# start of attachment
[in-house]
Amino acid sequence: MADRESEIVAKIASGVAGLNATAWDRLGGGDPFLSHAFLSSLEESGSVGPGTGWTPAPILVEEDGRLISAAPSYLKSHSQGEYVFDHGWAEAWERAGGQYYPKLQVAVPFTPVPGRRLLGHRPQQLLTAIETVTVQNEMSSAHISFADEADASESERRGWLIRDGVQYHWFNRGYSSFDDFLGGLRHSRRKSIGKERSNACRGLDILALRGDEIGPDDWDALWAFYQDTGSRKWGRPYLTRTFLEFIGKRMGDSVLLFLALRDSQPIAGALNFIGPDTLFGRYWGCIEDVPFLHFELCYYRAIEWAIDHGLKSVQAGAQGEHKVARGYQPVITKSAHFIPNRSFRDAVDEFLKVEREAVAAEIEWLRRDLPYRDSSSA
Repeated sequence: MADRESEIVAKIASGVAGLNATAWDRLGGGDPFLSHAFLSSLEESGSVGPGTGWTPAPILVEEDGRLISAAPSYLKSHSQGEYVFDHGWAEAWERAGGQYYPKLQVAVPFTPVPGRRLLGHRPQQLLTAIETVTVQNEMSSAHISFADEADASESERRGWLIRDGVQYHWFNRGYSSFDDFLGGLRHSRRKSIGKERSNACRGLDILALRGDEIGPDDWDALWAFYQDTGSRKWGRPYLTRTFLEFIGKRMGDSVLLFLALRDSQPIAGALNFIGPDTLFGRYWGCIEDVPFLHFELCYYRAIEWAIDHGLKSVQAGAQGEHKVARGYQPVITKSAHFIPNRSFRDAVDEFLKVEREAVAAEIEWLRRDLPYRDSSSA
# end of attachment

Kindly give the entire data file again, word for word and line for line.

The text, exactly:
[in-house]
Amino acid sequence: MADRESEIVAKIASGVAGLNATAWDRLGGGDPFLSHAFLSSLEESGSVGPGTGWTPAPILVEEDGRLISAAPSYLKSHSQGEYVFDHGWAEAWERAGGQYYPKLQVAVPFTPVPGRRLLGHRPQQLLTAIETVTVQNEMSSAHISFADEADASESERRGWLIRDGVQYHWFNRGYSSFDDFLGGLRHSRRKSIGKERSNACRGLDILALRGDEIGPDDWDALWAFYQDTGSRKWGRPYLTRTFLEFIGKRMGDSVLLFLALRDSQPIAGALNFIGPDTLFGRYWGCIEDVPFLHFELCYYRAIEWAIDHGLKSVQAGAQGEHKVARGYQPVITKSAHFIPNRSFRDAVDEFLKVEREAVAAEIEWLRRDLPYRDSSSA
Repeated sequence: MADRESEIVAKIASGVAGLNATAWDRLGGGDPFLSHAFLSSLEESGSVGPGTGWTPAPILVEEDGRLISAAPSYLKSHSQGEYVFDHGWAEAWERAGGQYYPKLQVAVPFTPVPGRRLLGHRPQQLLTAIETVTVQNEMSSAHISFADEADASESERRGWLIRDGVQYHWFNRGYSSFDDFLGGLRHSRRKSIGKERSNACRGLDILALRGDEIGPDDWDALWAFYQDTGSRKWGRPYLTRTFLEFIGKRMGDSVLLFLALRDSQPIAGALNFIGPDTLFGRYWGCIEDVPFLHFELCYYRAIEWAIDHGLKSVQAGAQGEHKVARGYQPVITKSAHFIPNRSFRDAVDEFLKVEREAVAAEIEWLRRDLPYRDSSSA